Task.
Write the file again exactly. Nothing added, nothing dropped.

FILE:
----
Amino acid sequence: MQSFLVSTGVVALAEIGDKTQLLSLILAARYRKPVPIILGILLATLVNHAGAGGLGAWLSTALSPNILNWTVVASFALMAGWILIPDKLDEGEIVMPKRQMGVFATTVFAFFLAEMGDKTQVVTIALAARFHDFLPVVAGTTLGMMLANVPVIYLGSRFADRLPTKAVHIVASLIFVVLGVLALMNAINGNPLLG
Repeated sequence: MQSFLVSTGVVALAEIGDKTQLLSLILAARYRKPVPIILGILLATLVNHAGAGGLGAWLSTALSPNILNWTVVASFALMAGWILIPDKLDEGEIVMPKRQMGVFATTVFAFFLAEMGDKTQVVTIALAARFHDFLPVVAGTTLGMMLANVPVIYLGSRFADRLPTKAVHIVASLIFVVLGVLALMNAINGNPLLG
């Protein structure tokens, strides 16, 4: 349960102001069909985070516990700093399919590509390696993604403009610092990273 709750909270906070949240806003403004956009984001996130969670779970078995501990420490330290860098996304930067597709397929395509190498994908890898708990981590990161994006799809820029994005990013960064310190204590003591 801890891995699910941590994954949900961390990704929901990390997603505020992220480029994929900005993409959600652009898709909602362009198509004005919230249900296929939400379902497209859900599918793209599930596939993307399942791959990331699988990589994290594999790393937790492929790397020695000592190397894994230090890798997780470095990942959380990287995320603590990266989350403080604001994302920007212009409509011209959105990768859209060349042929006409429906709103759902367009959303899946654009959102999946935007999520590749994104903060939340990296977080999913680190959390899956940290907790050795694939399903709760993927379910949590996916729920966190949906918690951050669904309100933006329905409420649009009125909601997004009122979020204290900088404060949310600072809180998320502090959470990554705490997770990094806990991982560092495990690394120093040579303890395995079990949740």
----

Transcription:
Amino acid sequence: MQSFLVSTGVVALAEIGDKTQLLSLILAARYRKPVPIILGILLATLVNHAGAGGLGAWLSTALSPNILNWTVVASFALMAGWILIPDKLDEGEIVMPKRQMGVFATTVFAFFLAEMGDKTQVVTIALAARFHDFLPVVAGTTLGMMLANVPVIYLGSRFADRLPTKAVHIVASLIFVVLGVLALMNAINGNPLLG
Repeated sequence: MQSFLVSTGVVALAEIGDKTQLLSLILAARYRKPVPIILGILLATLVNHAGAGGLGAWLSTALSPNILNWTVVASFALMAGWILIPDKLDEGEIVMPKRQMGVFATTVFAFFLAEMGDKTQVVTIALAARFHDFLPVVAGTTLGMMLANVPVIYLGSRFADRLPTKAVHIVASLIFVVLGVLALMNAINGNPLLG
């Protein structure tokens, strides 16, 4: 349960102001069909985070516990700093399919590509390696993604403009610092990273 709750909270906070949240806003403004956009984001996130969670779970078995501990420490330290860098996304930067597709397929395509190498994908890898708990981590990161994006799809820029994005990013960064310190204590003591 801890891995699910941590994954949900961390990704929901990390997603505020992220480029994929900005993409959600652009898709909602362009198509004005919230249900296929939400379902497209859900599918793209599930596939993307399942791959990331699988990589994290594999790393937790492929790397020695000592190397894994230090890798997780470095990942959380990287995320603590990266989350403080604001994302920007212009409509011209959105990768859209060349042929006409429906709103759902367009959303899946654009959102999946935007999520590749994104903060939340990296977080999913680190959390899956940290907790050795694939399903709760993927379910949590996916729920966190949906918690951050669904309100933006329905409420649009009125909601997004009122979020204290900088404060949310600072809180998320502090959470990554705490997770990094806990991982560092495990690394120093040579303890395995079990949740």